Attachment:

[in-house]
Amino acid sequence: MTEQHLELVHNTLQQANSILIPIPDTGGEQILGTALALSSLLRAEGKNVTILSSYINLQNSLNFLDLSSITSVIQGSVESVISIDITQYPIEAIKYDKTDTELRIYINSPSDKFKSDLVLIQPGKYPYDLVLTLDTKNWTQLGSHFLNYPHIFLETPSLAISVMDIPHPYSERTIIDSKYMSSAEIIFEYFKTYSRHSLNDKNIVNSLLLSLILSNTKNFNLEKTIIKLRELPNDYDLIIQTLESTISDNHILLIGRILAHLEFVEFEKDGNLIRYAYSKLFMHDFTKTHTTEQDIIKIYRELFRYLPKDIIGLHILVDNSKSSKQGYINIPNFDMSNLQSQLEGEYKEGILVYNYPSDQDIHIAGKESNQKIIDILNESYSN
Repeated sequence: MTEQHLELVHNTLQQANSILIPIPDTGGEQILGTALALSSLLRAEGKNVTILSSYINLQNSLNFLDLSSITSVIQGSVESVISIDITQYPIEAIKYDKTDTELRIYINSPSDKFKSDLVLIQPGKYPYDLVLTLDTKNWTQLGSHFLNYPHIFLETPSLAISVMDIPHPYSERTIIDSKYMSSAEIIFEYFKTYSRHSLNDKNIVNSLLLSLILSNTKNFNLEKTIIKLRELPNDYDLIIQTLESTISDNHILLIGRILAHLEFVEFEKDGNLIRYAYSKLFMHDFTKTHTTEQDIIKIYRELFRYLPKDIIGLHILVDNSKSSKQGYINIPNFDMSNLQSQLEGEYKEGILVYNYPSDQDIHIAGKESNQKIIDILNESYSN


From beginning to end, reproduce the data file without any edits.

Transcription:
[in-house]
Amino acid sequence: MTEQHLELVHNTLQQANSILIPIPDTGGEQILGTALALSSLLRAEGKNVTILSSYINLQNSLNFLDLSSITSVIQGSVESVISIDITQYPIEAIKYDKTDTELRIYINSPSDKFKSDLVLIQPGKYPYDLVLTLDTKNWTQLGSHFLNYPHIFLETPSLAISVMDIPHPYSERTIIDSKYMSSAEIIFEYFKTYSRHSLNDKNIVNSLLLSLILSNTKNFNLEKTIIKLRELPNDYDLIIQTLESTISDNHILLIGRILAHLEFVEFEKDGNLIRYAYSKLFMHDFTKTHTTEQDIIKIYRELFRYLPKDIIGLHILVDNSKSSKQGYINIPNFDMSNLQSQLEGEYKEGILVYNYPSDQDIHIAGKESNQKIIDILNESYSN
Repeated sequence: MTEQHLELVHNTLQQANSILIPIPDTGGEQILGTALALSSLLRAEGKNVTILSSYINLQNSLNFLDLSSITSVIQGSVESVISIDITQYPIEAIKYDKTDTELRIYINSPSDKFKSDLVLIQPGKYPYDLVLTLDTKNWTQLGSHFLNYPHIFLETPSLAISVMDIPHPYSERTIIDSKYMSSAEIIFEYFKTYSRHSLNDKNIVNSLLLSLILSNTKNFNLEKTIIKLRELPNDYDLIIQTLESTISDNHILLIGRILAHLEFVEFEKDGNLIRYAYSKLFMHDFTKTHTTEQDIIKIYRELFRYLPKDIIGLHILVDNSKSSKQGYINIPNFDMSNLQSQLEGEYKEGILVYNYPSDQDIHIAGKESNQKIIDILNESYSN